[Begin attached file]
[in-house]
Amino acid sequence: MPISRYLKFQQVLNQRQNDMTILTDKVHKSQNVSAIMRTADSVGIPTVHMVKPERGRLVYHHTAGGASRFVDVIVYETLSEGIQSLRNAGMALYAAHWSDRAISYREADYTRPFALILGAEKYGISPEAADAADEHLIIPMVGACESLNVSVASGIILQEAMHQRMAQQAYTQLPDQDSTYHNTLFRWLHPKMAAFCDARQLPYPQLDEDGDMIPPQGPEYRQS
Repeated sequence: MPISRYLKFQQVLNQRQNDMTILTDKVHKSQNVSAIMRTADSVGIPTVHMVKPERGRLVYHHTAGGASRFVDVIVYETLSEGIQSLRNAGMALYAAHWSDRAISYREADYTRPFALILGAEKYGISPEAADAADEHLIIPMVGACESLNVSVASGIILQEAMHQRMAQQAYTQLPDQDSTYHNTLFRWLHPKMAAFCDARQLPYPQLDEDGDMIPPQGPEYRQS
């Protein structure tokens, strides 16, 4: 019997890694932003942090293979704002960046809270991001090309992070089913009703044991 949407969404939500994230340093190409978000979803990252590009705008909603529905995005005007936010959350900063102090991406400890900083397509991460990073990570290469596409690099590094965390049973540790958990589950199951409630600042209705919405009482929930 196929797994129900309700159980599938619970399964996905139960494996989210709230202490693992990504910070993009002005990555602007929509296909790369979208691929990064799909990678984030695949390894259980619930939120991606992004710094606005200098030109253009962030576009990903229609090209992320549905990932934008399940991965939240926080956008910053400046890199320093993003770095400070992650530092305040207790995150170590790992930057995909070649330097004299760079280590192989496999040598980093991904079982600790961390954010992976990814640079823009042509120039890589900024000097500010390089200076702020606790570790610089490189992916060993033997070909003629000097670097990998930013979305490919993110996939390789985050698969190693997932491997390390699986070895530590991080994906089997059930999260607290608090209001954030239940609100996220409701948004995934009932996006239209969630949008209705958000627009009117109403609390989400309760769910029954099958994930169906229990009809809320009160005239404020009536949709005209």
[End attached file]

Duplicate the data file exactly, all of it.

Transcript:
[in-house]
Amino acid sequence: MPISRYLKFQQVLNQRQNDMTILTDKVHKSQNVSAIMRTADSVGIPTVHMVKPERGRLVYHHTAGGASRFVDVIVYETLSEGIQSLRNAGMALYAAHWSDRAISYREADYTRPFALILGAEKYGISPEAADAADEHLIIPMVGACESLNVSVASGIILQEAMHQRMAQQAYTQLPDQDSTYHNTLFRWLHPKMAAFCDARQLPYPQLDEDGDMIPPQGPEYRQS
Repeated sequence: MPISRYLKFQQVLNQRQNDMTILTDKVHKSQNVSAIMRTADSVGIPTVHMVKPERGRLVYHHTAGGASRFVDVIVYETLSEGIQSLRNAGMALYAAHWSDRAISYREADYTRPFALILGAEKYGISPEAADAADEHLIIPMVGACESLNVSVASGIILQEAMHQRMAQQAYTQLPDQDSTYHNTLFRWLHPKMAAFCDARQLPYPQLDEDGDMIPPQGPEYRQS
């Protein structure tokens, strides 16, 4: 019997890694932003942090293979704002960046809270991001090309992070089913009703044991 949407969404939500994230340093190409978000979803990252590009705008909603529905995005005007936010959350900063102090991406400890900083397509991460990073990570290469596409690099590094965390049973540790958990589950199951409630600042209705919405009482929930 196929797994129900309700159980599938619970399964996905139960494996989210709230202490693992990504910070993009002005990555602007929509296909790369979208691929990064799909990678984030695949390894259980619930939120991606992004710094606005200098030109253009962030576009990903229609090209992320549905990932934008399940991965939240926080956008910053400046890199320093993003770095400070992650530092305040207790995150170590790992930057995909070649330097004299760079280590192989496999040598980093991904079982600790961390954010992976990814640079823009042509120039890589900024000097500010390089200076702020606790570790610089490189992916060993033997070909003629000097670097990998930013979305490919993110996939390789985050698969190693997932491997390390699986070895530590991080994906089997059930999260607290608090209001954030239940609100996220409701948004995934009932996006239209969630949008209705958000627009009117109403609390989400309760769910029954099958994930169906229990009809809320009160005239404020009536949709005209």